Lending credence to Jones' comments, a "Burn a Koran Day" banner outside his Florida church was taken down.

Jones' plan had drawn opposition across the political spectrum and the world. Obama had appealed to him on television, and Defense Secretary Robert Gates in a personal phone call, not to burn the Islamic holy book. Gen. David Petraeus, head of the U.S. mission in Afghanistan, said carrying out the plan would have endangered American troops.

Nevertheless, copies of the Quran were desecrated Saturday in three unrelated instances — one behind the gates of a Christian religious compound in Kansas, one at a public park in front of the White House and a third in front of cameras not far from ground zero.

Afghans, meanwhile, set fire to tires in the streets and shouted "Death to America" for a second day despite Jones' decision to call off the burning. The largest protest, in Logar province near the capital of Kabul, drew a crowd estimated at 10,000.

In New York, the proposed Islamic cultural center, which organizers say will promote interfaith learning, would go in an abandoned Burlington Coat Factory clothing outlet store two blocks uptown from ground zero.

Muslim prayer services are normally held at the site, but it was padlocked Friday and closed Saturday, the official end of the holy month of Ramadan. Worshippers on Friday were redirected to a different prayer room 10 blocks away.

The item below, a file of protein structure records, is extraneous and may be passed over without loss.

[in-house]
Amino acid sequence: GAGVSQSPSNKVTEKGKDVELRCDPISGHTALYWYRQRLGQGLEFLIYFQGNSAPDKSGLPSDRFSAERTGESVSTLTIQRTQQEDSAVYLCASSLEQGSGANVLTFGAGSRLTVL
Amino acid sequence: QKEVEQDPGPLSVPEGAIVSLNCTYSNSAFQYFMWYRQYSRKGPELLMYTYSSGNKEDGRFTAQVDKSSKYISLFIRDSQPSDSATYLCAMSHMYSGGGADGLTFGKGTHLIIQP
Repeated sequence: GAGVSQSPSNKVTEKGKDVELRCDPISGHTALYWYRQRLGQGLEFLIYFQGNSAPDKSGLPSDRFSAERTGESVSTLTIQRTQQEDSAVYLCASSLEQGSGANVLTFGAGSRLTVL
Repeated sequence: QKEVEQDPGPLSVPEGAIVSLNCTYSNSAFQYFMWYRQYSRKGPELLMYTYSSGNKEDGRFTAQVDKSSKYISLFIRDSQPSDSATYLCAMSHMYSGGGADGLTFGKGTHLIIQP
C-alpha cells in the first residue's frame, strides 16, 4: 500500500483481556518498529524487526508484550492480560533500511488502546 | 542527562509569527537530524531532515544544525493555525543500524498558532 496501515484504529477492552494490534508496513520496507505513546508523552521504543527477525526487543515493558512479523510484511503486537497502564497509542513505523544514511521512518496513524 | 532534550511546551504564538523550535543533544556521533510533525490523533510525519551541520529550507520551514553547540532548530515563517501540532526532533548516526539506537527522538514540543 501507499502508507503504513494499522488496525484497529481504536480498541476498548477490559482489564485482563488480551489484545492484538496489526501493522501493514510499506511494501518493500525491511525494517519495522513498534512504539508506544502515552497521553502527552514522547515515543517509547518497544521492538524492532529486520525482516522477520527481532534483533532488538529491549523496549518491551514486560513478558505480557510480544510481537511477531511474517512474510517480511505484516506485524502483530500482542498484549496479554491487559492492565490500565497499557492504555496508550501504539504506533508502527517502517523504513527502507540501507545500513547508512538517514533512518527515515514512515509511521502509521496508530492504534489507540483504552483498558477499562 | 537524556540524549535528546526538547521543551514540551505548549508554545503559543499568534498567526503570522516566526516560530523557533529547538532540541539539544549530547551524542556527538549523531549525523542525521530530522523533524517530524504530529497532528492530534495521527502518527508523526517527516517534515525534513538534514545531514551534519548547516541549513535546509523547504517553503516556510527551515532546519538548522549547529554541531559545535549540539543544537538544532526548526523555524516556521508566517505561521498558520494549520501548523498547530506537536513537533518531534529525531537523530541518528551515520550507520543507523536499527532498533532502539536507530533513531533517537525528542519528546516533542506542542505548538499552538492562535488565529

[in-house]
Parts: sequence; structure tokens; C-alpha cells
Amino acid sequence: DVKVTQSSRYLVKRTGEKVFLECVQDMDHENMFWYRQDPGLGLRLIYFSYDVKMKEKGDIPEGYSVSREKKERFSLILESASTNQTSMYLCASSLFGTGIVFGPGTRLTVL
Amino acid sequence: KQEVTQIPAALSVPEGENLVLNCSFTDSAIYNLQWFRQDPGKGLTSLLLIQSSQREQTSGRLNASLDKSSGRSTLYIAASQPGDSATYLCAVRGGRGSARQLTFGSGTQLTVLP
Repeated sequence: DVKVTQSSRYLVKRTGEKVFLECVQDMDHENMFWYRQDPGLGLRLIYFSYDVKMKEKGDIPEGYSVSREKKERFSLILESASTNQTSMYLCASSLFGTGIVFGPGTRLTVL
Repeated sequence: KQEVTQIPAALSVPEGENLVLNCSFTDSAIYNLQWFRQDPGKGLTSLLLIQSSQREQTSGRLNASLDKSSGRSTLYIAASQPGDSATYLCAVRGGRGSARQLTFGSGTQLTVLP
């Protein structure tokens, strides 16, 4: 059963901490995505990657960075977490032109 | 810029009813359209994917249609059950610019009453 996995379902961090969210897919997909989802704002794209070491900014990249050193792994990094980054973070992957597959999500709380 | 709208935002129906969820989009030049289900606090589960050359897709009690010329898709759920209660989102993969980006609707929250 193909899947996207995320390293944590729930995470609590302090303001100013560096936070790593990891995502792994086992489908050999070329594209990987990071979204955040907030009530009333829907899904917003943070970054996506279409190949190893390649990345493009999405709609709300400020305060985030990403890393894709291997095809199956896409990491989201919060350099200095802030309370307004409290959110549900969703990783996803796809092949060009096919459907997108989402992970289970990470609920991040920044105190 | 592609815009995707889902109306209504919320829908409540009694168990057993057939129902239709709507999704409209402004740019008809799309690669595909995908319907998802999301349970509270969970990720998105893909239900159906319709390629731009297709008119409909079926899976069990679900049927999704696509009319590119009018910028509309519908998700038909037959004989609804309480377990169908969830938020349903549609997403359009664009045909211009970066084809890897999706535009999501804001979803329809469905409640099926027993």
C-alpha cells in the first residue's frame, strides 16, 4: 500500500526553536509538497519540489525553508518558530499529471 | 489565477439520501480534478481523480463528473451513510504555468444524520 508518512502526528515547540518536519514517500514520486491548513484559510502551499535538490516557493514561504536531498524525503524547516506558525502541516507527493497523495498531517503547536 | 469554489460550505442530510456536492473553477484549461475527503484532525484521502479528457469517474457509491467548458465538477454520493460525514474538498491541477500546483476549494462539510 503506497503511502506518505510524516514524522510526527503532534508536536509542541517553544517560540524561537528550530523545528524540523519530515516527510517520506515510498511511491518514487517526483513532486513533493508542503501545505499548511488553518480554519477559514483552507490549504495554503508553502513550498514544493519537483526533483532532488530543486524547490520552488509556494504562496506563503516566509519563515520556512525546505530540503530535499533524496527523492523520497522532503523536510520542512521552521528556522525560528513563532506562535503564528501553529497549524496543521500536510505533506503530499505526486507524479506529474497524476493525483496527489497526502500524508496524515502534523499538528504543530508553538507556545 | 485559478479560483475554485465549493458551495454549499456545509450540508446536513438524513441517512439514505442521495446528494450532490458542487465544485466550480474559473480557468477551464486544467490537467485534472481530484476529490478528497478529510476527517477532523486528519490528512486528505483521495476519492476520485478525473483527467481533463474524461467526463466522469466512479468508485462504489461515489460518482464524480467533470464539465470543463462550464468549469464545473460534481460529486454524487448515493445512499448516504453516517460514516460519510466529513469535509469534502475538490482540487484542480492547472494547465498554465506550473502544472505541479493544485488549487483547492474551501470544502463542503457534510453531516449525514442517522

Critics said that putting the Islamic Center near ground zero would be a show of disrespect to the victims.

"Stop bending down to them. Stop placating them. No special treatment," said Alice Lemos, 58, speaking of Muslims and holding a small American flag on a stick. "This isn't about religion. This is about rubbing our faces in their victory over us."

Elizabeth Meehan, 51, rode a bus from her home in Saratoga, New York, about 180 miles (290 kilometers) away, to show support for the mosque. She said that as an observant Christian it was important to speak in favor of religious freedom.

"I'm really fearful of all of the hate that's going on in our country. People in one brand of Christianity are coming out against other faiths, and I find that so sad," she said. "Muslims are fellow Americans, they should have the right to worship in America just like anyone else."